By Gagandeep Ghuman
Published: April 27, 2012
District of Squamish is rewriting the water and sewer bylaws, a process it hopes to complete by the spring of 2013, Mayor Rob Kirkham said in an email interview with the Squamish Reporter.
Kirkham said it is district priority to make the rate collection process as ‘fair and equitable’ as possible.
“The rewrite seeks to establish flat rates for water and sewer that reflect expected water demand, based on pipe size and other factors,” Kirkham said.
It will also enable metering to be phased gradually in the future, Kirkham added.
A revision of utility rate bylaw is a promise that has been made in the past.
At a council meeting in 2011, the then Councillor Corrine Lonsdale had wondered how it “makes sense that the owners of public houses (bars) pay more for utilities than car washes.”
Financial Services GM Joanne Greenlees agreed it didn’t.
“This is an urgent issue and the structure hasn’t been changed in years,” she informed the council last year.
“The engineering department is looking to revise the bylaws this year,” Greenlees had said at that time.
She promised the district will come up with a system that’s more relevant to today’s standards.
That revision might have been postponed to 2013, but the utility bylaws are under a sharp focus this year with owners of day cares protesting a hefty sewer and water usage bill they received along with their regular residential one.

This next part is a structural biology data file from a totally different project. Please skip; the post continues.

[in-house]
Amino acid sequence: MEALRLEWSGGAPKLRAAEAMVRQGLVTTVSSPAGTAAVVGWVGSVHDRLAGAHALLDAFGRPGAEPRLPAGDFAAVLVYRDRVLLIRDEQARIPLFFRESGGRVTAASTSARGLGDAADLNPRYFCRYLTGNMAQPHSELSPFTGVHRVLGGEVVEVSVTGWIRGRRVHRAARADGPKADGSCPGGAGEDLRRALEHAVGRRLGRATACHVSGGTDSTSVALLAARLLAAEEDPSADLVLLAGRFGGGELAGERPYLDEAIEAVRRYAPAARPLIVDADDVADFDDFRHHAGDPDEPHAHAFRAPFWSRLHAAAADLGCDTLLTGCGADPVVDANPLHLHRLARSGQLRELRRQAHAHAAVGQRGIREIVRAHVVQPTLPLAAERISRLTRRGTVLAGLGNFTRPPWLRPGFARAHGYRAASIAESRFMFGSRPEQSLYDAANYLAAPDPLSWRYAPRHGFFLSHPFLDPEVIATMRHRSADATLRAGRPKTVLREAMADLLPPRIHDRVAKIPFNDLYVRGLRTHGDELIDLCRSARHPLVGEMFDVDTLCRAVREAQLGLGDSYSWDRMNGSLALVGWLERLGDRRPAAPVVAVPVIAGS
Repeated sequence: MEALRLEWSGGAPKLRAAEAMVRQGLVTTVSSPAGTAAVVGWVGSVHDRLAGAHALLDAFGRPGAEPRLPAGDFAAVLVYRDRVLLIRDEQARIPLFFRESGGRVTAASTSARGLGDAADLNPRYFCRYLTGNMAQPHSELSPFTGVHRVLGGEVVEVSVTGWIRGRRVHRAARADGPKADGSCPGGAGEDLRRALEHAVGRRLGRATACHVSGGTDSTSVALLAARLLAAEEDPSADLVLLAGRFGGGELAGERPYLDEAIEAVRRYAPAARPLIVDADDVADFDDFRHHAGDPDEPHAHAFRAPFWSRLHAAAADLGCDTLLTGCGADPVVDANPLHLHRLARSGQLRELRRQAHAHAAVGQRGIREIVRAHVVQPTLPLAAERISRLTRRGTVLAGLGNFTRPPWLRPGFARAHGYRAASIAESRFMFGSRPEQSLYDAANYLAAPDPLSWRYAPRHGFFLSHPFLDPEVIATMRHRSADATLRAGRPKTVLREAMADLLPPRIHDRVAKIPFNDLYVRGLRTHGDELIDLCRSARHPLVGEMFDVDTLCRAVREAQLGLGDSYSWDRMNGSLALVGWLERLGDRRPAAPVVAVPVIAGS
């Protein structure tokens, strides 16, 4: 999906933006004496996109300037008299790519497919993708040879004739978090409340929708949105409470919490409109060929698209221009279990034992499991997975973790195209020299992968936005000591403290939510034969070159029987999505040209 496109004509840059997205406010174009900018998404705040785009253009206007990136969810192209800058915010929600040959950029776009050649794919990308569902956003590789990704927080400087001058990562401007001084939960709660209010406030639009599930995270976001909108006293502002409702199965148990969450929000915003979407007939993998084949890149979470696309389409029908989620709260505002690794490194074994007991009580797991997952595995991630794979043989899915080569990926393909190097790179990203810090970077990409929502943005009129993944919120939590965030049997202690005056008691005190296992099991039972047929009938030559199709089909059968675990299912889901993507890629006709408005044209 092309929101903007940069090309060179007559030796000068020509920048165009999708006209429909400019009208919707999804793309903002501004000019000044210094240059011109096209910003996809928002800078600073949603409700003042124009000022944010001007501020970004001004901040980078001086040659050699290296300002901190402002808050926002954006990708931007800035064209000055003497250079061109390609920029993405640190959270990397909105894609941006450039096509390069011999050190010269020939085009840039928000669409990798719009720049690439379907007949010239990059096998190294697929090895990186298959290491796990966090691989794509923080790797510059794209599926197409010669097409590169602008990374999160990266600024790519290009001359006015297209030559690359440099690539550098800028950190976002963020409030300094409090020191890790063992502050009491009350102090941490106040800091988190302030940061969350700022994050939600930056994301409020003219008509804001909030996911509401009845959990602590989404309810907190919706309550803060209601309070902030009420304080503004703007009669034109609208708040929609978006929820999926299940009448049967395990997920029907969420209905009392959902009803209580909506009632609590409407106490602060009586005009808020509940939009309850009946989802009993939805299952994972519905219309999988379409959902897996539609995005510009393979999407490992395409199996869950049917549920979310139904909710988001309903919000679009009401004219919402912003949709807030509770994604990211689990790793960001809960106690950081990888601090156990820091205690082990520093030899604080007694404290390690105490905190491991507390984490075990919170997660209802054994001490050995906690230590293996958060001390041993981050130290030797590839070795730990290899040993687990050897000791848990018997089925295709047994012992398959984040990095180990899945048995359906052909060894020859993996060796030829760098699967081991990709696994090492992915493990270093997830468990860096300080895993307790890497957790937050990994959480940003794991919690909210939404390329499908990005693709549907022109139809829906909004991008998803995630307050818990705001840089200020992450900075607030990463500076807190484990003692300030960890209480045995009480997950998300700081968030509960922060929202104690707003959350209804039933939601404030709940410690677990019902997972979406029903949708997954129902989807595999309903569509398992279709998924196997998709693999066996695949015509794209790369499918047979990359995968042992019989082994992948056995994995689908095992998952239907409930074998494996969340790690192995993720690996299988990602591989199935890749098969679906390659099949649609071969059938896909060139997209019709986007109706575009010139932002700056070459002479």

Sarah-Jane Ruttan is one such licenced day care provider who said she was shocked to see an extra $657 billed to her for sewer for commercial use.
She was also billed $181.43 for water usage on a commercial rate.
With no specific category for home-based businesses, her day care has been billed under a generic category for commercial uses.
After she protested, the district offered to reduce her bill by $271. For a moment, she was satisfied until she said she realised the entire utility bill for commercial rate is unfair.
Ruttan is refusing to pay for the extra utility bill.
“I’m more than happy to pay for my residential utilities, I don’t even mind the increase in utilities, but I won’t pay the extra bill,” Ruttan said.
Councillor Susan Chapelle agrees it’s a flawed policy to charge commercial rate for utilities on a home-based business.
“There is NO evidence that home business uses extra utilities. To tax on this is unfair. It is time to update the bylaw, and to remove the utilities tax on home based business,” Chapelle wrote in an email.
To do that, she has put forward a motion to amend the bylaws so a home based business with less than three full-time employees will pay residential rates and charges, unless the business resides in a separate building from the principle residence or is classified as agricultural.
Chapelle said charging extra for utilities could have the ill-effect of driving home-based businesses underground.
“Why would people apply to work at home and get a licence if they know there is a $500-$800 extra charge coming at utility time?”